During the turmoil of religious parties and persecutions in England, Sir George Calvert, afterward Lord Baltimore, left the Protestant church, resigned his office of Secretary of State, and professed himself a Roman Catholic. This did not affect his standing with James or his son Charles. Calvert manifested a strong interest in the cause of colonization. He wished to found a colony to which Catholics might flee to avoid persecution. He first obtained permission to found a settlement on the cold and barren shores of Newfoundland ; that enterprise was soon 1622 abandoned. He turned to Virginia, a clime more genial ; there he was met by the oaths of supremacy and allegiance, to which, as a good Catholic, Lord Baltimore could not subscribe ; Virginia could never be a peaceful asylum for those of his faith. The region north of it attracted his



CHAP. attention, and he applied to King Charles for a portion of

that territory 1632 Charles gave him a grant of land, most of which is now

included in the State of Maryland ; it was named after Henrietta Maria, the wife of the king. As a proprietary Lord Baltimore deserves all praise for his liberality. The colonists were to have a voice in making their own laws; they were not to be taxed without their own consent. He was bold to repudiate intolerance, and politic to adopt a form of government which alone could insure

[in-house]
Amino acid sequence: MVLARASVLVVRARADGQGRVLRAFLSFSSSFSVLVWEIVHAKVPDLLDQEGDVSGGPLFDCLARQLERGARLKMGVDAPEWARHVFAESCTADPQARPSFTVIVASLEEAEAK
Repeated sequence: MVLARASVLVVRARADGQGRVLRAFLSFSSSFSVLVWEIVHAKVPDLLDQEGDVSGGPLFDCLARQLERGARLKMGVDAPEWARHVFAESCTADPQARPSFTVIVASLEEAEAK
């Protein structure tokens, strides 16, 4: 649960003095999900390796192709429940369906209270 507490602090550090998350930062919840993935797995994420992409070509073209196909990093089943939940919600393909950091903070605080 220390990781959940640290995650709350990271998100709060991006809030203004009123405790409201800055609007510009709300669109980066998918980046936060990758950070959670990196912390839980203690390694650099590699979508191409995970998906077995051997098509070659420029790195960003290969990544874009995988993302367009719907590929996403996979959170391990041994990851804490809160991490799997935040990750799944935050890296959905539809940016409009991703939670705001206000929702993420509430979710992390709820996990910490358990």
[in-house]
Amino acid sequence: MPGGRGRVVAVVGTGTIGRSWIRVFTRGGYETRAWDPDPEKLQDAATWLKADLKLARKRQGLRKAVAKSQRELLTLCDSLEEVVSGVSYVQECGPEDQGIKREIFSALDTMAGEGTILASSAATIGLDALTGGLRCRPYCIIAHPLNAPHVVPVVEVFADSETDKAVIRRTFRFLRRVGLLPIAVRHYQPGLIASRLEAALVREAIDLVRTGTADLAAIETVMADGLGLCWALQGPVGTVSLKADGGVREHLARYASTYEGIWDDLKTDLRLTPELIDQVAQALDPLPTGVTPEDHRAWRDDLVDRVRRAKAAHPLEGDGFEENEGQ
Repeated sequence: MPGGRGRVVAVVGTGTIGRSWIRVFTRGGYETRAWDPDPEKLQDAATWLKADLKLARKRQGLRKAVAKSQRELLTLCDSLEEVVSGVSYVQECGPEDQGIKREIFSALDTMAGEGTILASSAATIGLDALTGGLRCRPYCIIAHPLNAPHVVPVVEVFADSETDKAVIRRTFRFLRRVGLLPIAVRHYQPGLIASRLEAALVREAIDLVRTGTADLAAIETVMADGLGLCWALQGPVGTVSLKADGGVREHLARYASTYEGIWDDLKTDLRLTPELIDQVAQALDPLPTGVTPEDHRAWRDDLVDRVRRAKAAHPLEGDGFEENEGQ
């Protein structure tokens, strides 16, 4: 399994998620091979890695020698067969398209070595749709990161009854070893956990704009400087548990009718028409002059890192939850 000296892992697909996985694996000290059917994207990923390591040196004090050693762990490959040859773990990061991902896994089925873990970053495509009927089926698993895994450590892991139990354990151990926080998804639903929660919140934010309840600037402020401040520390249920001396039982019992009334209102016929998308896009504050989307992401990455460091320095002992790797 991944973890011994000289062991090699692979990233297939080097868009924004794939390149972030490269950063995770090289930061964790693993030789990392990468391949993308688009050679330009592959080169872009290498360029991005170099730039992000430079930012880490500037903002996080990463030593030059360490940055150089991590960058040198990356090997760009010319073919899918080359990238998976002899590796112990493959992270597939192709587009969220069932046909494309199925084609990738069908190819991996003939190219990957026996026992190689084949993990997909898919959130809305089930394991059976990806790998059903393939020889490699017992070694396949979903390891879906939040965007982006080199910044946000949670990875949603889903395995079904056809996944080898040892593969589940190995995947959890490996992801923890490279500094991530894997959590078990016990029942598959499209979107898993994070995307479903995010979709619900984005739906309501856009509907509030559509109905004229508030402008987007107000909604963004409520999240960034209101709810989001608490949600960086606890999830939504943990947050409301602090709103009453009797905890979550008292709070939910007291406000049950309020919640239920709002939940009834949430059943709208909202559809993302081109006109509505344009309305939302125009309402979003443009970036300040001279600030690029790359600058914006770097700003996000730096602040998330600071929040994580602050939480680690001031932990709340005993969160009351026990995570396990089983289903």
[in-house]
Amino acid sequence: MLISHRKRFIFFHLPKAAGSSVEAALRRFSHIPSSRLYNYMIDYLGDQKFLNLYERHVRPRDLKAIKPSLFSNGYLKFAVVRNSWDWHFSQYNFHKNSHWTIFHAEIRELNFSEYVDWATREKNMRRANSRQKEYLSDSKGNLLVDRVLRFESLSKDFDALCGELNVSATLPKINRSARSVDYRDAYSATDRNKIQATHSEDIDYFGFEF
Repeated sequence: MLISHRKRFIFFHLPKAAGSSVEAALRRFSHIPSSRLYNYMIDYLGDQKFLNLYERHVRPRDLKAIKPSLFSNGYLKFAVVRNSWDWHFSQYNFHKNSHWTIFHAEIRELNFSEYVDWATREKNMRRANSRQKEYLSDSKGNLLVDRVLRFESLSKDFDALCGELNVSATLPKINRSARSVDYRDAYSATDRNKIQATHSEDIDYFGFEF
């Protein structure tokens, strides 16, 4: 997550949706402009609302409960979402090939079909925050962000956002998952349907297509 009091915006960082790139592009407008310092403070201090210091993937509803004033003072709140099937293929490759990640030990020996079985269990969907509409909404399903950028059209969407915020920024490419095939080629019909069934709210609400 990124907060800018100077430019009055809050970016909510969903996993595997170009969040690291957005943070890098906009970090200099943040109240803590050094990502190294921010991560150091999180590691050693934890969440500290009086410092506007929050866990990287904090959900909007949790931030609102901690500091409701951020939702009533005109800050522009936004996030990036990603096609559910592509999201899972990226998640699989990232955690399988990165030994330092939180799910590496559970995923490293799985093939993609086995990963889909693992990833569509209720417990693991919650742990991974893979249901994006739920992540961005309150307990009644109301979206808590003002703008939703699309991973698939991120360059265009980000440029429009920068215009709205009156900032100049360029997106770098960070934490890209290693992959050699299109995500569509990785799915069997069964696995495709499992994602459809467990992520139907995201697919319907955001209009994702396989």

He designed his colony to be an asylum for the Catholic, but the Protestant was invited to share it. Just as the charter was about to be issued he died. To his son Cecil, under the same title, the charter was continued ; to him belongs the honor of carrying into effect the inten

tions of his father. Feb., He deputed his brother, Leonard, to take charge of

the emigrants, who, to the number of two hundred, after a protracted voyage, arrived safely in the Chesapeake. A tribe of Indians residing on the St. Mary's, a branch of the Potomac, were about to remove on account of their enemies the Susquehannahs ; they sold to the infant colony their cultivated land and their village. The Indian women taught the strangers' wives to make bread of maize ; and soon the emigrants had corn-fields and gardens, and obtained abundance of game in the forest. A few days after their arrival, Governor Harvey, of Virginia, paid them a friendly visit ; it was the desire of Charles that they should be welcomed by the sister colony. Friendly relations were established with the neighboring Indians; the colonists for a time obtained their necessary provisions from Virginia, but as they were industrious, the fruitful earth soon repaid their labor. At the commencement of the second year, the freemen of the colony held their first legislative Assembly.

Clayborne was the evil genius of Maryland. His license